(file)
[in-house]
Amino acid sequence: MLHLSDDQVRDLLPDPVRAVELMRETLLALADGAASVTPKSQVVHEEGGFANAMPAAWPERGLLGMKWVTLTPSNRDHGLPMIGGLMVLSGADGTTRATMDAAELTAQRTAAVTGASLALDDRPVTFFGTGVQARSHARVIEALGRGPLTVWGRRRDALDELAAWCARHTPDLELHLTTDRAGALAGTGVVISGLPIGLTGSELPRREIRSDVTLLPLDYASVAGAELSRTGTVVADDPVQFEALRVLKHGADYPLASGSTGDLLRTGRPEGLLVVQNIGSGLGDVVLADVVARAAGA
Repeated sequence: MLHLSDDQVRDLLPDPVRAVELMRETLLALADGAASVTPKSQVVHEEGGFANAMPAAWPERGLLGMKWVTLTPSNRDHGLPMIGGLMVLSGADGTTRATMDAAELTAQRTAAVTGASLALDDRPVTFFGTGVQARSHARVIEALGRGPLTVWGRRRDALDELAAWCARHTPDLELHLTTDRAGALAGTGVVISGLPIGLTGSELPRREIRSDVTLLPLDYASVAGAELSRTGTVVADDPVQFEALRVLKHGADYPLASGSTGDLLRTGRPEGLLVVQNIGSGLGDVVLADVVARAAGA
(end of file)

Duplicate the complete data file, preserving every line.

[in-house]
Amino acid sequence: MLHLSDDQVRDLLPDPVRAVELMRETLLALADGAASVTPKSQVVHEEGGFANAMPAAWPERGLLGMKWVTLTPSNRDHGLPMIGGLMVLSGADGTTRATMDAAELTAQRTAAVTGASLALDDRPVTFFGTGVQARSHARVIEALGRGPLTVWGRRRDALDELAAWCARHTPDLELHLTTDRAGALAGTGVVISGLPIGLTGSELPRREIRSDVTLLPLDYASVAGAELSRTGTVVADDPVQFEALRVLKHGADYPLASGSTGDLLRTGRPEGLLVVQNIGSGLGDVVLADVVARAAGA
Repeated sequence: MLHLSDDQVRDLLPDPVRAVELMRETLLALADGAASVTPKSQVVHEEGGFANAMPAAWPERGLLGMKWVTLTPSNRDHGLPMIGGLMVLSGADGTTRATMDAAELTAQRTAAVTGASLALDDRPVTFFGTGVQARSHARVIEALGRGPLTVWGRRRDALDELAAWCARHTPDLELHLTTDRAGALAGTGVVISGLPIGLTGSELPRREIRSDVTLLPLDYASVAGAELSRTGTVVADDPVQFEALRVLKHGADYPLASGSTGDLLRTGRPEGLLVVQNIGSGLGDVVLADVVARAAGA